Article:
Hardangerfjord, the second longest fjord in Norway, reaches 179 km (over 111 miles) inland from the Atlantic coast. The Hardanger region is known for its fruit farming, particularly of apples. The small town of Ulvik, situated at one of the most inland points of the fjord, was the site of a recent writing retreat for Sten's research colleagues. We reached Ulvik by first taking the train from Oslo to Voss (known for its famous glass-bottled water). The scenery changes as you climb in elevation. The first four photos below capture those changes.
From Voss, we boarded a mini-bus sent by our hotel for the one-hour drive to Ulvik. The driver asked us which of the two routes we preferred -- one scenic and winding, the other straighter and through long tunnels. Since the time difference between the choices was minimal, we chose the scenic road. Around every sharp curve was a waterfall or snow-capped peak more beautiful than the last. As we came over the mountain and saw Hardangerfjord and Ulvik, we asked the driver if he could stop for us to take photos. Here is what we saw.
Our hotel was in a prime location right on the water's edge. The day we arrived, the weather was clear and sunny. As the week progressed we had more clouds, until Friday when it was raining and foggy. However, the weather didn't ruin the view. The changing weather just brought a new kind of beauty.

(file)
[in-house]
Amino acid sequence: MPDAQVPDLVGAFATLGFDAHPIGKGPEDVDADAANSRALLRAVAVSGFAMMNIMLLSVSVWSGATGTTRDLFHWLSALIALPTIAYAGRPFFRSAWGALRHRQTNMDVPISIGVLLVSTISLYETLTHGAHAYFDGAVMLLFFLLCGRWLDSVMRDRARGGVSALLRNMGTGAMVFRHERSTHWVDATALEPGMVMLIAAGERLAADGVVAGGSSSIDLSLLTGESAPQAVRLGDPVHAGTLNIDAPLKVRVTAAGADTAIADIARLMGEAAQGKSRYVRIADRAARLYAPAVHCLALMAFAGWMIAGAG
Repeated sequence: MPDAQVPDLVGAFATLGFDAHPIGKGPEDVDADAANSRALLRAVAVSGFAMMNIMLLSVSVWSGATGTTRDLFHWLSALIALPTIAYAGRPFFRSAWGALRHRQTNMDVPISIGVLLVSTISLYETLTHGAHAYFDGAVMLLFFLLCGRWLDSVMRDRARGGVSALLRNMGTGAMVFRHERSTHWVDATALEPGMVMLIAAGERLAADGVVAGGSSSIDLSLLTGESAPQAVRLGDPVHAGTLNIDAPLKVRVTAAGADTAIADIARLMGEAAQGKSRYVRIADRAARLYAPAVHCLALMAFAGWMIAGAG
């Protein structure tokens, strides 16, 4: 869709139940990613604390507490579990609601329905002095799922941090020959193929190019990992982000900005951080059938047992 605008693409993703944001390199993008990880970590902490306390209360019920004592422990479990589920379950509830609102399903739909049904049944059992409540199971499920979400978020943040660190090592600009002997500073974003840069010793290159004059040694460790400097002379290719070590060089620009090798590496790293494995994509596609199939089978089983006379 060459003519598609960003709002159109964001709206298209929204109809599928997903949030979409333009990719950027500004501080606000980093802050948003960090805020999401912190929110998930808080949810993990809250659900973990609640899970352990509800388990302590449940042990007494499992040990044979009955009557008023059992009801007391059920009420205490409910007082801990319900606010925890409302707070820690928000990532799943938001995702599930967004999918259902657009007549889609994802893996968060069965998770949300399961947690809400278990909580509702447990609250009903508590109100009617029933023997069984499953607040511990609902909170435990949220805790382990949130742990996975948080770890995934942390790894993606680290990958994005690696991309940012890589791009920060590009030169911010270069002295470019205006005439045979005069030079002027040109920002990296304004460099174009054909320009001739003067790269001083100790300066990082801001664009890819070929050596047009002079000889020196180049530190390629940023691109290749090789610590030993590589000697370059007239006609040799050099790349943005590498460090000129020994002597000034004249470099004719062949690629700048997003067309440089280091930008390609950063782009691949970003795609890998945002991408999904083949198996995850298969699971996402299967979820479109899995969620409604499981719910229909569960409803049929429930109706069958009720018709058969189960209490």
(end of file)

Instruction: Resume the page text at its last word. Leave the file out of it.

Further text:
This shot was taken at 4 a.m. It was amazingly light even though we had a month yet until summer solstice.
Ulvik has a beautiful wooden church with traditional rosemaling painted decorations. It was built in the mid 1800s on the site where a 13th century stave church had been located.
One afternoon, to provide a break between meetings, our group took a boat trip on the fjord. Many of the houses we passed on the trip are only accessible by boat. There were numerous waterfalls with fast-moving water from the melting snow running down the mountains to the fjord.
The apple blossoms were just about to bloom, though other flowering plants were in full bloom. We were told that the cool weather has caused things to be about two weeks behind schedule.
One afternoon we visited a local farm where Hardanger apples are pressed and/or processed into six different beverage products: cloudy apple juice, clear apple juice, two types of apple cider (with differing levels of alcohol and sugar content), an apple liqueur, and an apple brandy (aged in oak barrels). I was interested to learn that in Norway alcohol can only be purchased at the government run liquor store, Monopoliet. Even the farmer himself cannot sell any of his alcohol products from his own farm. We were given samples of each product to taste. I clearly preferred the least processed cloudy apple juice. We bought some that we're still enjoying here in Oslo.
Time to return home to Oslo with five days worth of memories of the springtime in Hardanger.
Thank you to the Center for Advanced Studies for providing this retreat in such a beautiful location and to the interesting international group of participants for their great company.